Dupilumab (Dupixent)

For eosinophil count above 150 cells/microliter. Single-dose, pre-filled syringe every other week. You will need training to do it at home.

Mepolizumab (Nucala)

For eosinophil count above 150 cells/microliter. You or your caregiver give the shots in your belly or thigh with an autoinjector. The recommended schedule is once every 4 weeks.

Reslizumab (Cinqair)

For very high eosinophil count, above 400 cells/microliter. You will go to your doctor’s office every 4 weeks for an IV session that lasts 20-50 minutes.

Your doctor may watch you for 3-6 months for improvements. And if the biologics work, ask your doctor when you should stop taking them. Biologics can work very well for some people who haven’t been helped by other types of drugs. But they don’t help everyone. Biologics are also expensive and can set off a serious allergic reaction or other side effects.

How to Prevent Your Flares

People who have asthma are often unfamiliar with the warning signs of an impending attack. A flare may come on slowly, and you may not recognize it until you realize it all of a sudden.

One good way to keep on top of your symptoms is with an asthma diary. Record your symptoms and note the time, location, and what you were doing to get an idea of what triggers your flare-ups. Use a peak flow meter to monitor how well air moves through your lungs. It can alert you to a possible asthma attack hours or even days before it arrives.

Unlike with classic asthma, most people with eosinophilic asthma may not have allergies. A flare might strike suddenly without a clear reason. Still, pinpointing possible triggers can help you prevent breathing troubles. As many as 7 out of 10 people don’t take their asthma drugs every day. This can make flares more likely. It’s also important to treat other conditions you may have, such as diabetes, sleep apnea, or sinus problems.

Know your triggers, which may include:

  • Irritants like cigarettes smoke, fireplace smoke, and chemical cleaners.
  • Very cold or very hot weather. Stay inside, especially if the air quality is poor.
  • Exercise. Use your quick-relief medicine 15-30 minutes beforehand if workouts set off your symptoms.
  • Stress, which makes you breathe more quickly and set off a trigger.
  • Cold and flu viruses. They’re a common cause of asthma flare-ups. Wash your hands often, and get vaccinated against the flu and pneumonia.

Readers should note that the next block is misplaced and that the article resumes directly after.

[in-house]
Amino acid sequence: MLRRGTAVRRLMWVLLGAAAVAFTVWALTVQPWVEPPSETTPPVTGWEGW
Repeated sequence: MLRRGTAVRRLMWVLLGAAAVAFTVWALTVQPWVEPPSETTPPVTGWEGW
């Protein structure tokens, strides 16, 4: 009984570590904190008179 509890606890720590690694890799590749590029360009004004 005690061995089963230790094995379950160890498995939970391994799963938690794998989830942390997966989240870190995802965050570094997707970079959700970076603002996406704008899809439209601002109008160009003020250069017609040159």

How to Handle Your Flares

An EA flare can turn serious quickly. Your symptoms may be subtle and seem unrelated to your asthma. Early warning signs could be a cough or feeling out of breath after normal activity.

Always have your rescue inhaler on you. Use it as soon as you notice these symptoms. Your doctor can give you a written asthma action plan that explains what medication to take during a flare and when to call your doctor. Call 911 if:

  • Your breathing doesn’t get easier within 10 minutes or your symptoms worsen
  • Your lips or fingernails turn or bluish or grayish
  • Your breathing worsens or you have trouble walking
  • Your peak flow is less than 50% of your personal best, or less than 70% if you have frequent asthma attacks

Even if you don’t need emergency care, it’s a good idea to follow up with your doctor. Let your loved ones know what they should do in case you have an asthma attack and how to tell if they need to call 911.

Future Therapies

Researchers have several other biologic drugs in the pipeline. They include:

Tezepelumab

This drug blocks thymic stromal lymphopoietin (TSLP), a protein linked with EA. It’s being tested on adults with severe, uncontrolled asthma who haven’t responded to other therapies.

Interleukin-33 (IL-33) antibody

People with severe asthma, including eosinophilic asthma, have high levels of a substance called interleukin-33. But antibodies that block this protein have shown promise in controlling eosinophilic asthma.

Fevipiprant

This experimental drug blocks prostaglandin D2, a substance that causes the airways to tighten and triggers an asthma flare. One study of people with EA found that it greatly lowered the number of eosinophils in the blood. But it’s unclear how much it relieves asthma symptoms.